WTI crude hovers at $48 a barrel
Crude prices were under fresh pressure on Tuesday, in a third-straight session of losses as investors continued to fret over signs of rising U.S. supply.
Extending a decline from Asia, January West Texas Intermediate crude CLF9, -2.89% CLF9, -2.89% dropped $1.54, or 3%, to $48.33 a barrel. If that level holds to the close, it would mark the lowest finish for a front-month contract since mid Sept. 2017, according to FactSet Research. Oil settled at $49.88 on Monday, the weakest finish since Oct. 9, 2017.
February Brent LCOG9, -2.57% the global benchmark, tumbled $2, or 3.4%, to $57.57 a barrel, which would mark the lowest close since late October 2017 if prices hold to the close, according to FactSet Research. Brent finished 1.1% lower on Monday to $59.61 a barrel, its weakest finish since Nov. 30.
Kicking off Monday’s losses, commodity data provider Genscape reported that Cushing, Okla., crude inventory rose by 630,000 barrels last week, which analysts said was bigger than expected. And in its monthly Drilling Productivity report, the Energy Information Administration on Monday predicted a rise of 134,000 barrels a day in U.S. shale oil production for January to 8.166 million barrels a day.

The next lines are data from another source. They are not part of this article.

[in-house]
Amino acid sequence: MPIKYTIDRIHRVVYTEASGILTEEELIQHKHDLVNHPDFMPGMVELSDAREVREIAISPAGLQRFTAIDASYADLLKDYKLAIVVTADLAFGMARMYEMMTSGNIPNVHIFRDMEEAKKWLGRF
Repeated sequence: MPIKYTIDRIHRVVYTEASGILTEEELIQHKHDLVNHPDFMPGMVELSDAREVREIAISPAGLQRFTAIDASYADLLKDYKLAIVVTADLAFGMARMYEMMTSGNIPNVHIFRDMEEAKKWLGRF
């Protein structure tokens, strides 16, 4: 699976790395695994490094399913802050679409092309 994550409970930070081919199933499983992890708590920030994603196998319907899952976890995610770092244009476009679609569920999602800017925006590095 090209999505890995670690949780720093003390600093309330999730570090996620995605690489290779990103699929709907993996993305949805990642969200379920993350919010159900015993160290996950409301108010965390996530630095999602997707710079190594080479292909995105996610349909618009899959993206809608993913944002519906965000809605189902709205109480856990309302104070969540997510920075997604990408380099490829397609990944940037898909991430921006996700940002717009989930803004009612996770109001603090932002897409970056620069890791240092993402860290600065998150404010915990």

Oil has also been under pressure amid a general investor unease over perceived riskier assets such as stocks and commodities such as oil. All three major indexes have been pushed into correction territory, and Monday’s losses — the Dow Jones Industrial Average DJIA, -2.11% retreated over 500 points — extended the worst start to a December since 1980.
Bearish momentum has been consuming investors for weeks and much may be riding on a two-day Federal Open Market Committee meeting that begins Tuesday. The Fed is expected to hike interest rates, though there have been loud calls for the central bank to hold back on that move, especially given market volatility.
January natural gas NGF19, +3.23% rose 1.8% to $3.592 per million British thermal units. The contract slid 7.8% on Monday to their lowest since Nov. 2 and the biggest one-day drop since Nov. 15.